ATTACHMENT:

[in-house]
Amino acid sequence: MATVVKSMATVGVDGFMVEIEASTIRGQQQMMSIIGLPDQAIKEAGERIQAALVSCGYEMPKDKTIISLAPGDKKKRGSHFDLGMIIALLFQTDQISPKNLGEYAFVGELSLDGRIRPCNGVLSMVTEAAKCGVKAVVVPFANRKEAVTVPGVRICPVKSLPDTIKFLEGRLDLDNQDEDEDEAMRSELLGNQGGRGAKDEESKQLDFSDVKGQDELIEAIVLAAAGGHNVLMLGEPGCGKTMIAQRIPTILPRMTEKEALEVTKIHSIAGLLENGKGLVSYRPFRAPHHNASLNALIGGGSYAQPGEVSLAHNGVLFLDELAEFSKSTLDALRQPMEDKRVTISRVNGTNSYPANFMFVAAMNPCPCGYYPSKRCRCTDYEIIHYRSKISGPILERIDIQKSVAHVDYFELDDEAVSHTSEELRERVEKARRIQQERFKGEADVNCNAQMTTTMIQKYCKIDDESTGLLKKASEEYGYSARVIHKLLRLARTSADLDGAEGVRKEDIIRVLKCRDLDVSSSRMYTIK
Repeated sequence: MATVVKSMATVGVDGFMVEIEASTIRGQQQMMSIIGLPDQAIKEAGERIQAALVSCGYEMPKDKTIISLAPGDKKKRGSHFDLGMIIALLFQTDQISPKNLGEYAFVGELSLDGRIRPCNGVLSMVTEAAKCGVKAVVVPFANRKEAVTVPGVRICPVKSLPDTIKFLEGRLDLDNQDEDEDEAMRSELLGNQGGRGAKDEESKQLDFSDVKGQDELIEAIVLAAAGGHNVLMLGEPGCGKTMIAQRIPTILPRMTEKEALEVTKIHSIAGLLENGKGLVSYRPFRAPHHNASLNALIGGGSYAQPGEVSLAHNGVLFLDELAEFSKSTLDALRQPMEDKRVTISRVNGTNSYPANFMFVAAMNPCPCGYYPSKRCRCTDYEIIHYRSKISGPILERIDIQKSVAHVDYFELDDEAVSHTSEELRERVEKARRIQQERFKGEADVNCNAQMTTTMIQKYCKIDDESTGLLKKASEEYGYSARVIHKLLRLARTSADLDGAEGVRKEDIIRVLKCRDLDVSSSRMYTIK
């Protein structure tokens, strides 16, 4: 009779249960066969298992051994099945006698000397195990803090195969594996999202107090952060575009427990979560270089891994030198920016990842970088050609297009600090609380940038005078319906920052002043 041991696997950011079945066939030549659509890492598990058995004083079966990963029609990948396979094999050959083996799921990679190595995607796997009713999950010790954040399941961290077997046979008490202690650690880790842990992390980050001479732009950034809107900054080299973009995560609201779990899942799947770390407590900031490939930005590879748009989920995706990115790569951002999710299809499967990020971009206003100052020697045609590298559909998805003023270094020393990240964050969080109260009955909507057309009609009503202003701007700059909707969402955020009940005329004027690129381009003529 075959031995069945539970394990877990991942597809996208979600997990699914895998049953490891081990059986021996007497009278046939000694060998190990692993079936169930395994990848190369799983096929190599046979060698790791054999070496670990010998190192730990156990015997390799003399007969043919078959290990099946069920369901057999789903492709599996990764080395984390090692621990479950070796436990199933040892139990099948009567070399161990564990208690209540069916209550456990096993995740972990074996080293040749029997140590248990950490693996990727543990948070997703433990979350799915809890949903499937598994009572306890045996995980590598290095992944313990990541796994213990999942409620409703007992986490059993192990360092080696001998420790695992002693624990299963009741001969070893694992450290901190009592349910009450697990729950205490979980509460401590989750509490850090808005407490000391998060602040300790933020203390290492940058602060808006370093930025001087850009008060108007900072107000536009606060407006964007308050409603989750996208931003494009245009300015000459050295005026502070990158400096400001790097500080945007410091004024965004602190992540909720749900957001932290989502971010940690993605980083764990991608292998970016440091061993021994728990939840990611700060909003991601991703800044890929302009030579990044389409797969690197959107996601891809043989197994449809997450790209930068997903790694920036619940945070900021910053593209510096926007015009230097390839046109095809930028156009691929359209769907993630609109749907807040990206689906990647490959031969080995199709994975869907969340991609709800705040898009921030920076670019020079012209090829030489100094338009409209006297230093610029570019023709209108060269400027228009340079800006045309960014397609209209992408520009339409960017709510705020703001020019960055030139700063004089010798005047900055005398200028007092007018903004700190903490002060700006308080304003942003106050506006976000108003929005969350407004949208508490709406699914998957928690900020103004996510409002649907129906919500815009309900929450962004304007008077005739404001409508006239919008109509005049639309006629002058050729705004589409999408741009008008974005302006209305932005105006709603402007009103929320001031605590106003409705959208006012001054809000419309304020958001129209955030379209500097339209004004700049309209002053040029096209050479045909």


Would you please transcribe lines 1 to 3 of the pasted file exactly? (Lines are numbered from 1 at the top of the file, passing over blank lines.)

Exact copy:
[in-house]
Amino acid sequence: MATVVKSMATVGVDGFMVEIEASTIRGQQQMMSIIGLPDQAIKEAGERIQAALVSCGYEMPKDKTIISLAPGDKKKRGSHFDLGMIIALLFQTDQISPKNLGEYAFVGELSLDGRIRPCNGVLSMVTEAAKCGVKAVVVPFANRKEAVTVPGVRICPVKSLPDTIKFLEGRLDLDNQDEDEDEAMRSELLGNQGGRGAKDEESKQLDFSDVKGQDELIEAIVLAAAGGHNVLMLGEPGCGKTMIAQRIPTILPRMTEKEALEVTKIHSIAGLLENGKGLVSYRPFRAPHHNASLNALIGGGSYAQPGEVSLAHNGVLFLDELAEFSKSTLDALRQPMEDKRVTISRVNGTNSYPANFMFVAAMNPCPCGYYPSKRCRCTDYEIIHYRSKISGPILERIDIQKSVAHVDYFELDDEAVSHTSEELRERVEKARRIQQERFKGEADVNCNAQMTTTMIQKYCKIDDESTGLLKKASEEYGYSARVIHKLLRLARTSADLDGAEGVRKEDIIRVLKCRDLDVSSSRMYTIK
Repeated sequence: MATVVKSMATVGVDGFMVEIEASTIRGQQQMMSIIGLPDQAIKEAGERIQAALVSCGYEMPKDKTIISLAPGDKKKRGSHFDLGMIIALLFQTDQISPKNLGEYAFVGELSLDGRIRPCNGVLSMVTEAAKCGVKAVVVPFANRKEAVTVPGVRICPVKSLPDTIKFLEGRLDLDNQDEDEDEAMRSELLGNQGGRGAKDEESKQLDFSDVKGQDELIEAIVLAAAGGHNVLMLGEPGCGKTMIAQRIPTILPRMTEKEALEVTKIHSIAGLLENGKGLVSYRPFRAPHHNASLNALIGGGSYAQPGEVSLAHNGVLFLDELAEFSKSTLDALRQPMEDKRVTISRVNGTNSYPANFMFVAAMNPCPCGYYPSKRCRCTDYEIIHYRSKISGPILERIDIQKSVAHVDYFELDDEAVSHTSEELRERVEKARRIQQERFKGEADVNCNAQMTTTMIQKYCKIDDESTGLLKKASEEYGYSARVIHKLLRLARTSADLDGAEGVRKEDIIRVLKCRDLDVSSSRMYTIK